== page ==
The Brown decision was released on May 17,1954. The school board responded by saying they would never desegregate. They thought they could defer compliance forever. I was a high school sophomore. I remember I went to see the high school principal to ask him why we were defying the Supreme Court. He patiently tried to explain why it was best to leave matters like this alone. Feelings ran too high. From that time forward, I became intrigued with school politics, especially controversies. My first term paper in college was about the extremists who ran the Houston schools and spied on teachers to see if they were loyal to America. In college, I wrote many papers about the struggle for desegregation. I remember the politicians across the South who loudly declared that they would comply with the Brown decision but only if families had choice. Of course, they expected that white children would still go to white schools, and black children would stay in traditional schools (there was always the fear and coercion factor).

So, from my hospital bed, many years later, I have three observations about the Brown decision. First, our own federal government took the decision very seriously in the mid-1960s and demanded actual integration, not just “free choice,” which they knew would produce no change. As conservative appointees were added to the Supreme Court, the federal courts lost heart. Now, irony of ironies, “choice” is supposed to be a “civil rights issue,” but the reality is that choice promotes separation and segregation. Now, we are supposed to believe that segregated charter schools are a great innovation.

Second, we cannot continue to tolerate the extreme educational and residential segregation that has become commonplace. It bodes ill for the future of our society to permit such extremes of economic and social inequality.

Third, the Brown decision may have been abandoned by the federal courts and the federal government—for now—but it has nonetheless had a profound effect on American society. People of African descent are no longer confined to menial jobs. There is a black President, there are black CEOs. In every walk of life, we expect to see a racially and ethnically integrated workplace.

But that’s not enough. We must persevere until black and white and other children live and learn together. We must persevere until there are no racial ghettoes. The American Dream deserves another chance. Fair housing. Equality of educational opportunity. A fair chance at a good life. It is not out of our reach unless we give up. We must not give up. We must make it work for all.

I haven’t been able to write before now. The pain after surgery was so bad that I was kept on various drugs to keep me sedated. I spent two days in the recovery room, then moved to a regular room. But my health remained fragile, On Sunday, the surgeon sent me for a CT scan, where I learned I had a blood clot in one of my lungs. My greatest fear about surgery was triggering a clot, which could go to my brain or lung or heart . There were many conversations among the various specialists about whether I should get a filter inserted in my blood vessels to prevents clots from traveling. The consensus was no, so didn’t. The consensus was wrong.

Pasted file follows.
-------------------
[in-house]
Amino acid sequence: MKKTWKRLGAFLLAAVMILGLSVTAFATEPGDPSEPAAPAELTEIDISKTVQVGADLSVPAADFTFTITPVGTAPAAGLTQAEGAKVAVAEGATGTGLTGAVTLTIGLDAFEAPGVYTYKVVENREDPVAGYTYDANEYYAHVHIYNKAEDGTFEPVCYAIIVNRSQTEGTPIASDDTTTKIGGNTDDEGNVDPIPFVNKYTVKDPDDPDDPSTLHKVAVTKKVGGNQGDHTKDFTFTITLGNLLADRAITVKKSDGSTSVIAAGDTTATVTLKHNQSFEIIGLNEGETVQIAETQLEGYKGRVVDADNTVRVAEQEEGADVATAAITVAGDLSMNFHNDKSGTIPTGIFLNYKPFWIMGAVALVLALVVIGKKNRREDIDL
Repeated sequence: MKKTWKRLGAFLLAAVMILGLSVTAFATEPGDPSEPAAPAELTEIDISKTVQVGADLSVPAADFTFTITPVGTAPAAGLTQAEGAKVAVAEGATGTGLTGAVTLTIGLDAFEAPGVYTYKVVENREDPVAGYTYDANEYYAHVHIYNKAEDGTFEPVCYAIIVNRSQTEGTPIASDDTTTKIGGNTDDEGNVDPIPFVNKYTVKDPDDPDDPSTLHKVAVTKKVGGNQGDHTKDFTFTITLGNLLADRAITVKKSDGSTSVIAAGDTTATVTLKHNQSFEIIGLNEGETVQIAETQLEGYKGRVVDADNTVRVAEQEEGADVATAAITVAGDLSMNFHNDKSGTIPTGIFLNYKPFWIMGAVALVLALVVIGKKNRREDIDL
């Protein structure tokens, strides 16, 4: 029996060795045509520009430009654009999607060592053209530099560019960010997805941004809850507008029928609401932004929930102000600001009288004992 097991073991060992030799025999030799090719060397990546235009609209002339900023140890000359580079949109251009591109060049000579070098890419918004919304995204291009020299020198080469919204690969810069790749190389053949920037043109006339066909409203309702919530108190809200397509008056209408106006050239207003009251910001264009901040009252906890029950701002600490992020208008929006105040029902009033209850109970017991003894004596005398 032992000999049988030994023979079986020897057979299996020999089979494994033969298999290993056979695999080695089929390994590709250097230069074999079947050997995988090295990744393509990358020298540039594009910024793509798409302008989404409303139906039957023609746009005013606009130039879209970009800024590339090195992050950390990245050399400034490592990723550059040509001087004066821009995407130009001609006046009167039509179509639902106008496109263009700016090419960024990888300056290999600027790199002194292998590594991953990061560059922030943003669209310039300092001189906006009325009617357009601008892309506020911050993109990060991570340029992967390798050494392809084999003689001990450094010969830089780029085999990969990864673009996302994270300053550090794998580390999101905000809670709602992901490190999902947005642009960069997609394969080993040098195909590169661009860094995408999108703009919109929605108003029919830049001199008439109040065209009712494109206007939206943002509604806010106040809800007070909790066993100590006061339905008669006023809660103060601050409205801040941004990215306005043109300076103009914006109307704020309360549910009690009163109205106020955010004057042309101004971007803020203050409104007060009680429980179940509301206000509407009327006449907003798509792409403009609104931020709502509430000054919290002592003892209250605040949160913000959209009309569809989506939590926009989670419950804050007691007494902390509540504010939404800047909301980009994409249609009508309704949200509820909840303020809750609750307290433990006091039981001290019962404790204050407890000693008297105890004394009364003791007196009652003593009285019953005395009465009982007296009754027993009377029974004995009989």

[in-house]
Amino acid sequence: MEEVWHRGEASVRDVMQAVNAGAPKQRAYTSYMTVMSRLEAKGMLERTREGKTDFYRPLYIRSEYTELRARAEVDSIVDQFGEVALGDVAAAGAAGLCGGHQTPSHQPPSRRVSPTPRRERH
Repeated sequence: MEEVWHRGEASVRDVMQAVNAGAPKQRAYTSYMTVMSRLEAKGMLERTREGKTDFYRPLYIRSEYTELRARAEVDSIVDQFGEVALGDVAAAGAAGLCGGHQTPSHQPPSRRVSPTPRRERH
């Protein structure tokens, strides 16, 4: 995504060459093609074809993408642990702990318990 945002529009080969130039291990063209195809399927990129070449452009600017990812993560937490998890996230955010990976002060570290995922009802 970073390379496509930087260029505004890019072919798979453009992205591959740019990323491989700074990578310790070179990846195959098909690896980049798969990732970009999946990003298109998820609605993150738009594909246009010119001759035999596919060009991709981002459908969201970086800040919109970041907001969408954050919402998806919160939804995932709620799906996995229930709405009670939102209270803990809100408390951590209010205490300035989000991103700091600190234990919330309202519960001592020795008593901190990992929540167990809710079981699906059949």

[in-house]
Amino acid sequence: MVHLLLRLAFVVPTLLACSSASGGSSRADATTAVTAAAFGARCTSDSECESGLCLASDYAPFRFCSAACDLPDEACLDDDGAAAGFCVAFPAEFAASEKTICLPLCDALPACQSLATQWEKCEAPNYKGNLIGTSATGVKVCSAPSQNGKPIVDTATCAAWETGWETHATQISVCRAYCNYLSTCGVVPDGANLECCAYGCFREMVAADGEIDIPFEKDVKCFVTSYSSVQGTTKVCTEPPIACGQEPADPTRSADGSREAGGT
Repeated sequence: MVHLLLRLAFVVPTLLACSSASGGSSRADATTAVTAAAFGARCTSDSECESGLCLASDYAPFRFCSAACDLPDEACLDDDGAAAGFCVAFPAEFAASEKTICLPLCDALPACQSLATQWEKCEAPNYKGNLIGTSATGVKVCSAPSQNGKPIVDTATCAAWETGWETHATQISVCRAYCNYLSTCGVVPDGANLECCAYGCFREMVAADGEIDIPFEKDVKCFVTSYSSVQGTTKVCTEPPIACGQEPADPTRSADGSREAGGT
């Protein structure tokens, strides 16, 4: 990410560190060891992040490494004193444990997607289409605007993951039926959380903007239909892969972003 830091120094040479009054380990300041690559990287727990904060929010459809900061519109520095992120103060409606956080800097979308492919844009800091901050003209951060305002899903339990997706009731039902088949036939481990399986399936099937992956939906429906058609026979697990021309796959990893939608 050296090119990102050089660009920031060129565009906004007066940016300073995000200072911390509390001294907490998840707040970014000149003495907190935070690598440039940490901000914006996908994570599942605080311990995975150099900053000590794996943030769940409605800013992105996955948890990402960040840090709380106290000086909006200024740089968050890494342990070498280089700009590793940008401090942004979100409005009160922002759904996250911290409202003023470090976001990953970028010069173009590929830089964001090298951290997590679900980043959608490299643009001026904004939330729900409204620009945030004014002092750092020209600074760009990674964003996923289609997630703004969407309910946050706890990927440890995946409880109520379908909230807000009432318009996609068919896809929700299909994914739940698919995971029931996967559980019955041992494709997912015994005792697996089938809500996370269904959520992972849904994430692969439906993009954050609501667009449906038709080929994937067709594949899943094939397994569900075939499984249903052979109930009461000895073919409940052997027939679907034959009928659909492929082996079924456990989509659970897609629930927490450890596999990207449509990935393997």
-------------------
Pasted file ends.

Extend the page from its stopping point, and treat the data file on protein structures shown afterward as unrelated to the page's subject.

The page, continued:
Well, I am still here but it is not easy, I can’t get out of bed without help. I can’t walk. The pain in my knee remains intense. The rehab will go slowly because of the pulmonary embolism.

I won’t travel as much as I used to. But I promise to support you in your work and use my voice as best I can. Let’s work hard to support our children and their teachers, to do what is best for them, and to believe in our cause because it is the cause of democracy, justice, and real education.


Today this blog reached the number 12 million page views.

That means that in the past two years of its existence, someone has read articles posted here.

Some were written by readers, some by me.

Together, we have provided support and encouragement to one another, as well as resistance to privatization and attacks on students and educators.p

But the number 12 has another meaning for me personally.
On 12-12-12, I was married to my partner of the past 28 years. Her name is Mary Butz.she is a career educator in public schools.. She went to Catholic schools– elementary, secondary, and college, all in Brooklyn. She taught social studies, served in various administrative roles, and founded her own small public high school in Manhattan, which was associated with Ted Sizer’s and Deborah Meier’s Coalition of Essential Schools.

What I love about her is not her résumé but her kindness, her humor, and her overall goodness and generosity. Life with her is fun.

So, once it became legal for two people of the same gender to marry in New York, we did.

I established a scholarship in her name at her alma mater, St. Joseph College at 245 Clinton -Avenue Street, Brooklyn, New York, 11205. It is earmarked for a student who is first in his/family to to to college. It is a wonderful liberal arts college that has proved well-educated graduates for many fields, especially education.

If you are ever moved to support a cause that I support, please consider a gift to the Mary Butz Scholarship Fund.